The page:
Lim 1 Denise Lim Instructor Munoz English 101 15 September 2011 The Power of Family: No Matter The Situation Have you ever looked at the person next to you no matter what race they are and what their family was like? If their family was better than yours? More supportive than yours? Or was just happier than yours? I am sure through everybody’s life and problems there has been a point in some time where you look around you to compare. Using stories and research such as “The Color of Family Ties” by Gerstel and Sarkisian and “An Indian Story” by Roger Jack, we can see how families are different and written by different points of views.
By analyzing nontraditional families such as in “An Indian Story” and “Looking For Work” by Gary Soto, you can see how there are differences but yet similarities that would surprise you. Some families that are non traditional, per se according to society, have a better life and relationship than what we call the normal nuclear family.
In Roger Jack’s “An Indian Story”, it speaks about an Indian boy and his relationship with his father. The relationship is not that great at all and he decides to leave so he can go live with his aunt. When Roger went to live with his aunt, they became close and they traveled to many different places together.
Missing his relationship with his father, he decides to move home even though his father has already remarried and Roger doesn’t like that. Roger decides to follow after his father’s footsteps and become an accountant. Throughout this story, you see how even though they are a minority because they are an Indian family, they still have strong family bonds even though time spent is minimal with some and more with others. Even though Roger Jack and his father don’t see or speak to each other for a while,Roger goes home because he has completely made his aunt mad by getting into trouble/getting nto fights/ getting thrown in jail. According to Gerstel and Sarkisian’s research “Even if they don’t live Lim 2 together, Blacks and Latinos/as are likely as Whites – and in some ways more likely – to be supportive family members. ” (63) His father always can sense somethings wrong and be tuned in to his son. “He was alone when I arrived at his house. As usual I walked through the front door without knocking, but immediately heard him call out, “Son? ” “Yeah,” I said as I went to sit on a couch facing him. “How did you know it was me? ” He smiled, said hello, and told me a father is always tuned in to his son. (55) Even though the family is a multi unit family because of his father remarrying and they having a child together, when it comes down to it, the father and the son will always have a connection. “Looking for Work” by Gary Soto captures everyone dreams in America which is the dream of living in a beautiful house in a suburb, with green grass, 2 cars in the drive way and a white picket fence out front. He uses the analogy of a TV show to bring his point across. “For weeks I had drunk Kool-Aid and watched morning reruns of Father Knows Best, whose family was so uncomplicated in its routine that I very much wanted to imitate it.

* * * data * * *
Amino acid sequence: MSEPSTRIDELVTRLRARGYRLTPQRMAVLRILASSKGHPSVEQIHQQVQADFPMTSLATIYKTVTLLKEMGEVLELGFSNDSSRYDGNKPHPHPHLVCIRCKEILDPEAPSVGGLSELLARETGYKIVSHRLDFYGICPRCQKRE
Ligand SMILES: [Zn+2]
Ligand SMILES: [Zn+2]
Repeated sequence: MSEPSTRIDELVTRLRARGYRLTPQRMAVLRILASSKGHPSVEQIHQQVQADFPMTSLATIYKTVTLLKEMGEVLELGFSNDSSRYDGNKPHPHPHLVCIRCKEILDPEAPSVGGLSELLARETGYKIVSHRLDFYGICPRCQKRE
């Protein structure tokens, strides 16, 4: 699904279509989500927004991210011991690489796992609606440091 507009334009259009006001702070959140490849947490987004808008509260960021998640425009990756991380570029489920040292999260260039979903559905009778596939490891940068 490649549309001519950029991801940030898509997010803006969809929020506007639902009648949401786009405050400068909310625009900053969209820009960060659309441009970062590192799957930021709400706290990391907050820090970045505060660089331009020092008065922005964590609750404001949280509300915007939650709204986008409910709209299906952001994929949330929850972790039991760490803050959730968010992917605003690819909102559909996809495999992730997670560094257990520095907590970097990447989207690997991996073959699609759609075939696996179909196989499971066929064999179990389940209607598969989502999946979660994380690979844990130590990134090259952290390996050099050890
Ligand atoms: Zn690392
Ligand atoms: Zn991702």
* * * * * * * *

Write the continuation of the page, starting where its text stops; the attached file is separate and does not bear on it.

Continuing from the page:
The first step was to get my brother and sister to wear shoes at dinner. ” (27) Mr. Soto writes this short story from the eyes of a nine year old mexican american and all he wants is the perfect family so everyone will like them. “I tried to convince them that if we improved the way we looked we might get along better in life. White people would like us more. They might invite us to places, like their homes or front yards. They might not hate us so much. ” (30) He writes the story with great detail describing a day in the life of this young boy who is seeking to become rich and accepted.
From the story, this young boy lives in a pretty okay neighborhood and that it is not a super rich area but it seems to be a okay area. He goes and does odd jobs for the neighbors and he seems to be accepted by the adults. You know he is a mexican – american and he is spiritual. The boy is kind, sharing and concerned for the welfare of others. From reading this story I see alot of what everyone wants. Not just a mexican – american boy who goes out to do odd jobs or take his sister swimming but entire nation. We are all fed this idealistic world out there by what we see on tv and in the media.